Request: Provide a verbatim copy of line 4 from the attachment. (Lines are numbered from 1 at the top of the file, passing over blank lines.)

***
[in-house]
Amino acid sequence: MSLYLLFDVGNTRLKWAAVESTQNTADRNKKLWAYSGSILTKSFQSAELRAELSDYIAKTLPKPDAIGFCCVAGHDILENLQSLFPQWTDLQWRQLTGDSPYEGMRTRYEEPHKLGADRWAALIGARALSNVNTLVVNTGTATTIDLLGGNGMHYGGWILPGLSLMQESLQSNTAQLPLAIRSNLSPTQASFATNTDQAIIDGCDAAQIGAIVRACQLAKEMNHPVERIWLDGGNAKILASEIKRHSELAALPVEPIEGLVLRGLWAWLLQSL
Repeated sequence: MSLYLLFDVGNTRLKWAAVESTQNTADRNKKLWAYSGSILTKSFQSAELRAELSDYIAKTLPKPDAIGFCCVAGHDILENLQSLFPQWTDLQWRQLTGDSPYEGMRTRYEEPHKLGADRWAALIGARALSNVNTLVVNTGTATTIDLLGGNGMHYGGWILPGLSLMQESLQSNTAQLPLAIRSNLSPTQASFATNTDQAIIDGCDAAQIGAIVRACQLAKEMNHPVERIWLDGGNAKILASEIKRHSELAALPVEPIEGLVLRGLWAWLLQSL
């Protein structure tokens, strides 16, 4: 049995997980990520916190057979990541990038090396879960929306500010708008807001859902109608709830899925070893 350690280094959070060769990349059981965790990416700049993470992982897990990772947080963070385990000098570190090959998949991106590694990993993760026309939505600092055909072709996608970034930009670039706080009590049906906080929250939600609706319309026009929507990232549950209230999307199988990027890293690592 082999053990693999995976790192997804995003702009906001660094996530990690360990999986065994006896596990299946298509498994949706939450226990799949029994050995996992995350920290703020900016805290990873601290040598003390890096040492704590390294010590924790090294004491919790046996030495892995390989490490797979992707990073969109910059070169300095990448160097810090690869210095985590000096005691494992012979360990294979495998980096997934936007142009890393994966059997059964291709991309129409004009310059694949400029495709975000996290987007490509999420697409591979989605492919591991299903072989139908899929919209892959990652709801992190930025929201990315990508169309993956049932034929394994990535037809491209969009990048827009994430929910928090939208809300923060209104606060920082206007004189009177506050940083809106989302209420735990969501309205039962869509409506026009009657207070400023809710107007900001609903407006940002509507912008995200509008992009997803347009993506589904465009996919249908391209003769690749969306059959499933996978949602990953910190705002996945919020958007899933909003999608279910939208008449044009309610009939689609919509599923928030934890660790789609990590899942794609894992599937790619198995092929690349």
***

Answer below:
């Protein structure tokens, strides 16, 4: 049995997980990520916190057979990541990038090396879960929306500010708008807001859902109608709830899925070893 350690280094959070060769990349059981965790990416700049993470992982897990990772947080963070385990000098570190090959998949991106590694990993993760026309939505600092055909072709996608970034930009670039706080009590049906906080929250939600609706319309026009929507990232549950209230999307199988990027890293690592 082999053990693999995976790192997804995003702009906001660094996530990690360990999986065994006896596990299946298509498994949706939450226990799949029994050995996992995350920290703020900016805290990873601290040598003390890096040492704590390294010590924790090294004491919790046996030495892995390989490490797979992707990073969109910059070169300095990448160097810090690869210095985590000096005691494992012979360990294979495998980096997934936007142009890393994966059997059964291709991309129409004009310059694949400029495709975000996290987007490509999420697409591979989605492919591991299903072989139908899929919209892959990652709801992190930025929201990315990508169309993956049932034929394994990535037809491209969009990048827009994430929910928090939208809300923060209104606060920082206007004189009177506050940083809106989302209420735990969501309205039962869509409506026009009657207070400023809710107007900001609903407006940002509507912008995200509008992009997803347009993506589904465009996919249908391209003769690749969306059959499933996978949602990953910190705002996945919020958007899933909003999608279910939208008449044009309610009939689609919509599923928030934890660790789609990590899942794609894992599937790619198995092929690349």